Beam Me Up, Scotty: Teleporting Energy over Long Distances Possible

A lot of people through popular science fiction television shows such as Star Trek have seen the effects of what teleportation can do. In the series, that popularized the term “Beam me up, Scotty” we see Captain Kirk, the main protagonist and character, at the flick of a button, seem to disintegrate and disappear, only to reappear at a different location altogether.

While the idea of teleporting people or objects instantaneously still remains in the realm of science fiction, a group of Japanese scientists led by Masahiro Hotta have proposed a theory on how light or energy can be teleported over great distances by taking advantage of the entanglement effect in vacuums.

What was thought to be science fiction is now increasingly becoming science fact? Imagine gaining the ability of being able to teleport energy over great distances without batting an eyelash. Would that ability make the world a better place or would it make people fight wars on who can control such power?

That being said a group of researchers from Tohoku University in Japan has offered a new theory on how to teleport energy over great distances. The leader of the research team is Masahiro Hotta and together with his colleagues published a scientific paper in Physical Review A. In the study, the research team proposed a process of being able to harness the properties of squeezed light or vacuum states and in effect allow for energy to travel or teleport.

Quantum Energy Teleportation Schematic Diagram

Quantum Energy Teleportation a) vacuum state b) squeezed state (Credit: Phys.org & arxiv.org/abs/1305.3955)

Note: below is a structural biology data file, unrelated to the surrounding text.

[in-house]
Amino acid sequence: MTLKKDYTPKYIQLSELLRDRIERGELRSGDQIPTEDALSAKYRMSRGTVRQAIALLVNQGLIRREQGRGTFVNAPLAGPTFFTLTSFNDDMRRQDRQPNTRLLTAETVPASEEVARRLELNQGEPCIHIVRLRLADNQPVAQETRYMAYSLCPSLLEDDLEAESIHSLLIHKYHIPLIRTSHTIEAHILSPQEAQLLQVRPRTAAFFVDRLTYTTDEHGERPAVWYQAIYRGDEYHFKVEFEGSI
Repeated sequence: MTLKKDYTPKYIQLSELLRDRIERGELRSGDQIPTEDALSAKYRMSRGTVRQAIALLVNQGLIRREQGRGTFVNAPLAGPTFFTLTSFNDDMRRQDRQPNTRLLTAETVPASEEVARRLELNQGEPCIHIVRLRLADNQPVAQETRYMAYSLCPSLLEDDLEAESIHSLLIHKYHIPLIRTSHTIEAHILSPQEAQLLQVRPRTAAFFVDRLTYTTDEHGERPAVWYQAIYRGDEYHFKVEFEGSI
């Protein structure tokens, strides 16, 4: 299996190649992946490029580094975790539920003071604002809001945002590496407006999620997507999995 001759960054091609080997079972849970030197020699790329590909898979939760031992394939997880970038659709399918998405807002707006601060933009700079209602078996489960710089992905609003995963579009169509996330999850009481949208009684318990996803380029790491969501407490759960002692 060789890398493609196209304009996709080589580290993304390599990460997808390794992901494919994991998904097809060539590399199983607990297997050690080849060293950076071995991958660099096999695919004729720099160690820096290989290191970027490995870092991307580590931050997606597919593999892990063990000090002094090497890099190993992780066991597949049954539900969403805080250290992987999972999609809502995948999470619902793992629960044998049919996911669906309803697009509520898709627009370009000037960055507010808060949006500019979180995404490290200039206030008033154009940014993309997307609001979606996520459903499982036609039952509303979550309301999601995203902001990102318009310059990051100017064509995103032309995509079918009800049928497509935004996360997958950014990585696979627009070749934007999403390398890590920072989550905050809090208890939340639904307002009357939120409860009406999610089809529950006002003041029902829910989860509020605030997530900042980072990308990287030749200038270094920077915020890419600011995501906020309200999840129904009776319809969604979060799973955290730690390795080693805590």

Before we get too excited about simply pushing a button and voila reaching the office in a split second, what happens for real in the scientific world is not as romantic or melodramatic as what happens in science fiction TV. Scientists have begun using the term teleportation for the purpose of describing the results of what is called entanglement experiments. What happens here is that two entangled particles are connected somehow regardless of the absence of an existing connection between the two. There are changes that occur to one particle that also happen to the other on an automatic basis. Scientists have widened the scope of their experiments to also include not just matter and light but more importantly energy.

Hotta and another team of scientists first tinkered with the idea back in 2008. They devised a theory for the teleportation of energy by using the properties of vacuum states. Their theory suggests that these vacuums are not truly empty but random particles actually pop in and out of existence through some form of entanglement. The theory somehow suggests that teleportation can only be achieved on short distances only. However, Hotta and his current team have discovered a way to widen the scope of teleportation distance through the use of a property that is known as squeezed light that is tied to a squeezed vacuum state.

However, it is important to note that quantum mechanics limit the means by which values in a system like that of a vacuum can be measured. Scientists have discovered that increasing the uncertainty of one value results in lessening the uncertainty of the others. When applied to light, the more pairs that are traveling with one another through a vacuum, the more is the possibility of entanglement occurring and thus teleportation of energy over great distances is made possible.

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